Caesar was killed on Mar. 15, 44 B.C. His assassination was carried out by a conspiracy of senators who sought to remove him from power.
The seeds of his downfall were sown several years earlier when he let his ambition get the better of him and marched his army into Rome. He defied a law that was meant to protect Rome from military conquest by setting the Rubicon as boundary which armies were prohibited to cross.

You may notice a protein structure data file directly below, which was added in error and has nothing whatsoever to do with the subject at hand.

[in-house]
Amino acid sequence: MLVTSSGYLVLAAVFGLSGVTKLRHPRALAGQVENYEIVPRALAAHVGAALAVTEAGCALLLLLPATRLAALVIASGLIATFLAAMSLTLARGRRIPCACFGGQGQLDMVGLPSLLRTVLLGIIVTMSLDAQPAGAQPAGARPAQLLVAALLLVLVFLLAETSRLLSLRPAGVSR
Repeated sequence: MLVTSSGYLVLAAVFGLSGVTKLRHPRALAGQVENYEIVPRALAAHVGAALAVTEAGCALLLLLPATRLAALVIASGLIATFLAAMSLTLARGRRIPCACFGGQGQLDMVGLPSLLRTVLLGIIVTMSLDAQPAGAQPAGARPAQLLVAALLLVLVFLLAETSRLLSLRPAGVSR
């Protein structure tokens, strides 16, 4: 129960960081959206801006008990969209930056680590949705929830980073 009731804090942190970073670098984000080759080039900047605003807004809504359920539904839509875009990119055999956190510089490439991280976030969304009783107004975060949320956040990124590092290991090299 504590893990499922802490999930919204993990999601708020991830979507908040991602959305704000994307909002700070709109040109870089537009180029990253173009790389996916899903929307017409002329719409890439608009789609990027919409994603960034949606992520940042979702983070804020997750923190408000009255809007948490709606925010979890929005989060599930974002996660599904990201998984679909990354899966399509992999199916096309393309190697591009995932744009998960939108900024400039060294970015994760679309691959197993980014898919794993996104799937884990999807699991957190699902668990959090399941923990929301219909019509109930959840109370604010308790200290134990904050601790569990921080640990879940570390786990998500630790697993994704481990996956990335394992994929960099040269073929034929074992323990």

It was such a pivotal event in history that it became a figure of speech to say that someone had "crossed the Rubicon," meaning they had passed a point of no return.